Liverpool will be one of the first cities to benefit from proposals announced today by Openreach for a major acceleration of its ultrafast fibre broadband network.
Openreach, Britain’s national broadband infrastructure provider, has announced proposals to extend by 50 per cent its target for rolling out Fibre to the Premises (FTTP) to reach 3 million premises across the UK by the end of 2020 through a new ‘Fibre First’ programme.
Eight major cities – Bristol, Birmingham, Cardiff, Edinburgh, Leeds, Liverpool, London and Manchester – make up the first phase of Openreach’s Fibre First programme which will connect up to 40 UK towns, cities and boroughs with FTTP networks, with build starting in 2018.
It is expected that tens of thousands of Liverpool homes and businesses will benefit from this £250m expansion, boosting major regeneration projects such as the Knowledge Quarter, Liverpool Waters and Ten Streets.
Key to bringing the scheme to Liverpool was the city council’s control over its own highways network, its innovative Landlord Licensing Scheme to improve communications with property owners, and an offer of office space for the project in the council owned Cunard Building.
Further details of the roll-out in the city, which will create up to 60 local apprenticeships, are expected to be announced later in the year.
According to independent website thinkbroadband, more than 97 per cent of Liverpool households and businesses already have access to superfast broadband speeds of 24Mbps and above.
Clive Selley, chief executive of Openreach, said: “Through the Fibre First programme, Openreach is getting on with the job of building an Ultrafast Britain. We are accelerating our plans to build FTTP to three million premises by 2020 which sets the course to reach ten million by the mid-2020s with the right conditions. Where possible going forward, we will ‘fibre first’.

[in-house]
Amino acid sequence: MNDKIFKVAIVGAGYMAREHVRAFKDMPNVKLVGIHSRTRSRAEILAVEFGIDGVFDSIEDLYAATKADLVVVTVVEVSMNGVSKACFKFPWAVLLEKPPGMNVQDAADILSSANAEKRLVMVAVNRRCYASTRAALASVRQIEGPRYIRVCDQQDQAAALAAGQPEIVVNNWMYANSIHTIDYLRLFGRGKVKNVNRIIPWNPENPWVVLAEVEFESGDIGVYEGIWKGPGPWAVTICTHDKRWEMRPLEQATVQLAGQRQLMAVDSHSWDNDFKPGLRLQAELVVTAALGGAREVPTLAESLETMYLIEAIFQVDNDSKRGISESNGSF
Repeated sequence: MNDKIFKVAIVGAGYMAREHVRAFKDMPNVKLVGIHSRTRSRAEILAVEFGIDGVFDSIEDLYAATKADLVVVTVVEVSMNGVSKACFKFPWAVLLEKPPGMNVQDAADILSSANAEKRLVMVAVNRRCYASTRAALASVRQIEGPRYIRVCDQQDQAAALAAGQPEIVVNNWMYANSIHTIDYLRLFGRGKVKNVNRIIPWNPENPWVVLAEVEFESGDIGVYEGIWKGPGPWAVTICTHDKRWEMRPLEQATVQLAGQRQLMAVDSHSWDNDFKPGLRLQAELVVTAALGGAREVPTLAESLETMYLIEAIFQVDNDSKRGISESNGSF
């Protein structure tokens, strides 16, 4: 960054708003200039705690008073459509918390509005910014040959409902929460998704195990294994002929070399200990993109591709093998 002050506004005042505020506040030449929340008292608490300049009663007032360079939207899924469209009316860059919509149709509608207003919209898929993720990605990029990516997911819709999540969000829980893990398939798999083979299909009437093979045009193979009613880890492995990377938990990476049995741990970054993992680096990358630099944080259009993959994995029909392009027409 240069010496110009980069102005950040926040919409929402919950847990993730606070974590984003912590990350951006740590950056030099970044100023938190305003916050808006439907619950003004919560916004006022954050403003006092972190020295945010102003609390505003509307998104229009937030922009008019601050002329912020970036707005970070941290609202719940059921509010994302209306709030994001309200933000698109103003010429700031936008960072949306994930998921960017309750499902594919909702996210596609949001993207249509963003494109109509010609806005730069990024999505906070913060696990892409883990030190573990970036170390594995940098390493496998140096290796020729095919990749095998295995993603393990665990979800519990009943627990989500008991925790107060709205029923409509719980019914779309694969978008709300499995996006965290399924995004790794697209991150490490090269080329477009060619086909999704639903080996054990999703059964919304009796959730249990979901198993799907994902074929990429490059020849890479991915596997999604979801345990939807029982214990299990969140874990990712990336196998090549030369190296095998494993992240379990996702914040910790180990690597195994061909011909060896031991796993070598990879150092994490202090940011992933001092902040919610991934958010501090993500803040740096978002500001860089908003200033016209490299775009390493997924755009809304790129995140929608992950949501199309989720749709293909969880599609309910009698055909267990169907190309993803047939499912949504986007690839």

“Working closely with central and local government and our communication provider customers, we will identify the cities, towns and rural areas where we can build a future-proofed, FTTP network that’s capable of delivering gigabit speeds to all homes and businesses at an affordable cost.”
Reaching three million premises by 2020 sets Openreach on the right trajectory to achieve its ambition of building a ten million FTTP footprint by the mid-2020s and, if the conditions are right, to go significantly beyond, bringing the benefits of FTTP to the majority homes and businesses across the UK.
Welcoming the announcement, Joe Anderson, Mayor of Liverpool, said:”I’m delighted that Liverpool has been selected as one of the first UK cities to benefit from Openreach’s ‘Fibre First’ programme.
“A world-class city deserves world-class digital infrastructure, and we believe full-fibre technology will be key to unlocking the long-term productivity of businesses in this region.
“Beyond the economic benefits, ultrafast broadband also has the potential to transform lives and support a better, fairer and more inclusive society. This technology will enable us to deliver more effective public services online, and support this region’s residents to access resources and services online that can improve their health, skills and general wellbeing.”
Matthew Hemmings, infrastructure delivery director in the North for Openreach said: “This latest multi million pound investment in Liverpool by Openreach will give a vital boost to the city’s households and businesses. For our vibrant business community, which is known for its innovation, it will mean more firms benefiting from the huge opportunities offered by this exciting technology to attract new customers, provide new services and work more efficiently.”
“Local households, too, will find ultrafast broadband a major step forward when they go online for reasons ranging from training and research to shopping, staying in touch with friends and family and entertainment.”
The pace and extent of this large-scale investment will depend on the speed with which the conditions to enable an acceptable return on the investment are secured. Support is needed from communication providers (CPs), central and local government and the regulator to deliver key enablers, including: achieving low build and connection costs; achieving rapid take-up of and generating incremental revenue from the platform; and having a supportive regulatory and public policy framework.
As with any infrastructure investment, if Openreach is unable to secure an acceptable return, it will need to review its ongoing capital commitments to the programme.
Gfast* remains a critical component of Openreach’s ultrafast strategy and an important platform that will be deployed at scale in the UK to millions of premises.
Gfast allows Openreach to deliver ultrafast speeds over existing copper lines. It builds on existing Openreach networks, so it is quick to deploy with minimal disruption and at relatively low cost. Openreach remains committed to rolling out Gfast at speed. Openreach will employ a Fibre First ethos and will not build Gfast and FTTP to the same locations